ENGLEWOOD — April marks the end of the Englewood Farmers Market season and snowbirds are moving back north, but Englewood business owner Karen Tyree thought, “Why stop now?”
Tyree, who owns Ivy’s Attic Resale, approached Joyce Colmar, who for over 12 years owned the empty lot at the north side of Dearborn Street at Orange Street in Englewood, about starting their own farmers market.
Operated by the Englewood Center for Sustainability, the farmers market at Pioneer Park on Dearborn Street just ended a successful second season. The market was good for local business, driving traffic and crowds of up to 4,000 each Thursday to Dearborn Street and its merchants.
Enter a new Thursday market, scheduled to begin this Thursday, from 4-8 p.m. About 12 vendors are already signed up, including organic vegetables, gelato, juices, cheeses and olives, a taco stand, honey, homemade Hungarian food, several artists and an artisan soap maker. More are welcome to apply.
“People who work during the day can participate,” Colmar said. “Karen told me the market should go beyond catering to the snowbirds. So let’s keep it going for the locals.”
Colmar said she originally intended to develop the empty lot for a building, but economic conditions made the option cost prohibitive.
The Englewood Farmers Market was so successful, vendors had a difficult time finding a spot at the morning market.
“It became apparent to me that people were on a waiting list to get on the Englewood Farmers Market,” Colmar said.
Lee Perron, marketing manager of the Englewood Farmers Market, said the waiting list grew to 50 for foodrelated vendors and 25 for other vendors. Colmar said the plan is to run the Thursday evening market from May to June.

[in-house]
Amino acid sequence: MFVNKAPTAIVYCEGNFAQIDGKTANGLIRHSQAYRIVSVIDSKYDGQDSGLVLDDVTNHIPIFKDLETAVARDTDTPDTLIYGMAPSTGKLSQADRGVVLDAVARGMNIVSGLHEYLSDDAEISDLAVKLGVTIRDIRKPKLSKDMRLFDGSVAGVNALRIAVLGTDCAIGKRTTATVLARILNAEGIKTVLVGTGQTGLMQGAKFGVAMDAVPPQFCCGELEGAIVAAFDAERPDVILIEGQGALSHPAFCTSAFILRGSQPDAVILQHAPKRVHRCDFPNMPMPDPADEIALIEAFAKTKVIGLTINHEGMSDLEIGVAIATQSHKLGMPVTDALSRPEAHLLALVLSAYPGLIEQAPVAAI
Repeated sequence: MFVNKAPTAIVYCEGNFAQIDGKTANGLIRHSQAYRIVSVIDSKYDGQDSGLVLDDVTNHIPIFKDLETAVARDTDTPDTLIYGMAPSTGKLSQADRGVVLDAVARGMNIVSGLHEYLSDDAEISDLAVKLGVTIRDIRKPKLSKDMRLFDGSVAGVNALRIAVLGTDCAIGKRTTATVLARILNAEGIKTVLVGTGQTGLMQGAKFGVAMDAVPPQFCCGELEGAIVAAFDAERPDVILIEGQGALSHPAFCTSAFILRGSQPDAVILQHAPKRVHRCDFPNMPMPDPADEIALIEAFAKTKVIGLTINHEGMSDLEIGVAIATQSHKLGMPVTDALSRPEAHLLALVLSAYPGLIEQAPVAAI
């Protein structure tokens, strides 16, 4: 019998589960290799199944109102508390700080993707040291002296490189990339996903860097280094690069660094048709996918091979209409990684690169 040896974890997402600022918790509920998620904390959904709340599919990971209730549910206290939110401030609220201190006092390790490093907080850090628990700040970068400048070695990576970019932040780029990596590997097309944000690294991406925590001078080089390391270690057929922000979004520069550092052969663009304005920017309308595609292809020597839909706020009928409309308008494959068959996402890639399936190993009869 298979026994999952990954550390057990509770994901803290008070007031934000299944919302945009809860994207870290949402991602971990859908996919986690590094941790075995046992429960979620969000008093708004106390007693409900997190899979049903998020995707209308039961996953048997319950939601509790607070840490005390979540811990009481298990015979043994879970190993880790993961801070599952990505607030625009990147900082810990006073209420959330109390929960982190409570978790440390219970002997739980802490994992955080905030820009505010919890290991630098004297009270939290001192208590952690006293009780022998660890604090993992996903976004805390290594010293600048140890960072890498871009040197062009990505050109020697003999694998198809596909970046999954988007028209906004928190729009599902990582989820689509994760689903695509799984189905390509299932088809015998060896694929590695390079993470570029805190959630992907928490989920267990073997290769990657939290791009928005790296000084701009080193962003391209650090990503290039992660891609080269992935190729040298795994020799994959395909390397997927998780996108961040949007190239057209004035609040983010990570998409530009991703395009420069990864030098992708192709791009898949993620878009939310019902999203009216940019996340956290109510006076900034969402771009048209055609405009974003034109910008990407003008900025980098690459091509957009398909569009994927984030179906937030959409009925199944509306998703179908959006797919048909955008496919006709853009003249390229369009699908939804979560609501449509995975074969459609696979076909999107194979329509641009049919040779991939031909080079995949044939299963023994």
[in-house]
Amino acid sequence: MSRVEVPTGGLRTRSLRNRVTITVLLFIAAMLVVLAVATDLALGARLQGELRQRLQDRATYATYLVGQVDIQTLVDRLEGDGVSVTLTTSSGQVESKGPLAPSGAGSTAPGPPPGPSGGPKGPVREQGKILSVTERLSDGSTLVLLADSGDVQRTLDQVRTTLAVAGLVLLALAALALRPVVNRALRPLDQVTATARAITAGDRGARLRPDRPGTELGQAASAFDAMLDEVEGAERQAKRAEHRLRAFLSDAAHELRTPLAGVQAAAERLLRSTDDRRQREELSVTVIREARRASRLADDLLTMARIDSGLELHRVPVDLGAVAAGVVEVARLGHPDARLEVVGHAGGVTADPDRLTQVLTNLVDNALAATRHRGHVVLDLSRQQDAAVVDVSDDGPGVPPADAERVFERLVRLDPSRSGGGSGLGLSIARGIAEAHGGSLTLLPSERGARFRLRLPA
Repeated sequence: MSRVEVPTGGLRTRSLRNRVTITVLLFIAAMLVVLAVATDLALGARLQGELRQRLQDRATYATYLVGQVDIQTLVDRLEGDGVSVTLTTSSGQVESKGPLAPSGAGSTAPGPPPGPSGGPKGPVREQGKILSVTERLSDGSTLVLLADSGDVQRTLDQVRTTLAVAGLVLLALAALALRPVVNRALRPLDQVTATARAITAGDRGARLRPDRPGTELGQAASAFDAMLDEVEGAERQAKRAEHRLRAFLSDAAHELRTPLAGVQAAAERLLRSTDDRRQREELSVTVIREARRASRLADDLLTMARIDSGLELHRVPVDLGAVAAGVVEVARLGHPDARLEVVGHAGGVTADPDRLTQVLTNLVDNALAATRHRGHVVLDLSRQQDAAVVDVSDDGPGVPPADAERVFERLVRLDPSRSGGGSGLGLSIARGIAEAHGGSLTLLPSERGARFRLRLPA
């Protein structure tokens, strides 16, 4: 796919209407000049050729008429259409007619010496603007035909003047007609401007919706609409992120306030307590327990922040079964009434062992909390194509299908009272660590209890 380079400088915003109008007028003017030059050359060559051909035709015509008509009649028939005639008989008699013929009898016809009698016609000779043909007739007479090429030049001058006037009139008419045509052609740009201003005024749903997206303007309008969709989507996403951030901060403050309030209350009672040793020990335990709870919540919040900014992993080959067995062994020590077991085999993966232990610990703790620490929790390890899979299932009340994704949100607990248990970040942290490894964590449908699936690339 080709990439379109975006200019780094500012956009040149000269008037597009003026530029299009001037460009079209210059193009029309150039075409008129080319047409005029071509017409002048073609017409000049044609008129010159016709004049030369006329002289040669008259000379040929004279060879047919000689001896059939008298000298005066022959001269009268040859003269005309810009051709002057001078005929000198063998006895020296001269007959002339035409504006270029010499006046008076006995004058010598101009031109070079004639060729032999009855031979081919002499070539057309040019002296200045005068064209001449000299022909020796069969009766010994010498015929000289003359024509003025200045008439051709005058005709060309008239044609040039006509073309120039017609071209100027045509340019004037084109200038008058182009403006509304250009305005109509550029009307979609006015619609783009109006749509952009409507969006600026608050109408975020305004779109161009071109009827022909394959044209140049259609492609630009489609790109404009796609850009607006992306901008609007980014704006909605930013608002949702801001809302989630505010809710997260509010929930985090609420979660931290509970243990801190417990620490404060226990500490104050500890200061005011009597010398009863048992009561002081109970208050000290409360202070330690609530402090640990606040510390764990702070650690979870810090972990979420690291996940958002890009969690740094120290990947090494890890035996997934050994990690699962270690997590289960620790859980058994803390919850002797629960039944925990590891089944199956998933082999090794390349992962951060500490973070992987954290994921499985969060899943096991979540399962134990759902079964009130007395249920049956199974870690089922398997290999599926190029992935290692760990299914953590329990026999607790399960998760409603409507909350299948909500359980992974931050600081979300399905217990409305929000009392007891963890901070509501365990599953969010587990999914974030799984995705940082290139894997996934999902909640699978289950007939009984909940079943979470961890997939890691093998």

“We plan to start again in conjunction with season in October when the Englewood Farmers Market starts,” she said.
Tyree said the Englewood Farmers Market should expand.
“I love the farmers market,” Tyree said. “I’m sad to see it go away after season. I find in the summer months that it dies here. This is why Englewood dies in the summer.”
Response to the new market has been good so far.
“Everybody’s excited. It’s good for local business,” Tyree said. “It’s about keeping it local so that our locals don’t have to go elsewhere. Support of locals is imperative.”
Don Musilli, president of Englewood Center for Sustainability, said he’s curious about the new market.
“The lot (on Dearborn and Orange) is heavily wooded,” Musilli said. “That property is bigger than Pioneer Park. We will wait and see what and how well they do. The weather gets hot and it rains. It could be a challenge.”
“We don’t operate during the summer because of low attendance, weather and construction projects on Dearborn,” Perron said.
Upcoming projects at Pioneer Park include a hard walking surface, better electrical efficiency and additional parking, Perron said. The finished projects will benefit the Englewood Farmers Market.
Booths at the new evening market start at $25. Some booths will be available free for nonprofits. For more information, call 404-660-7629.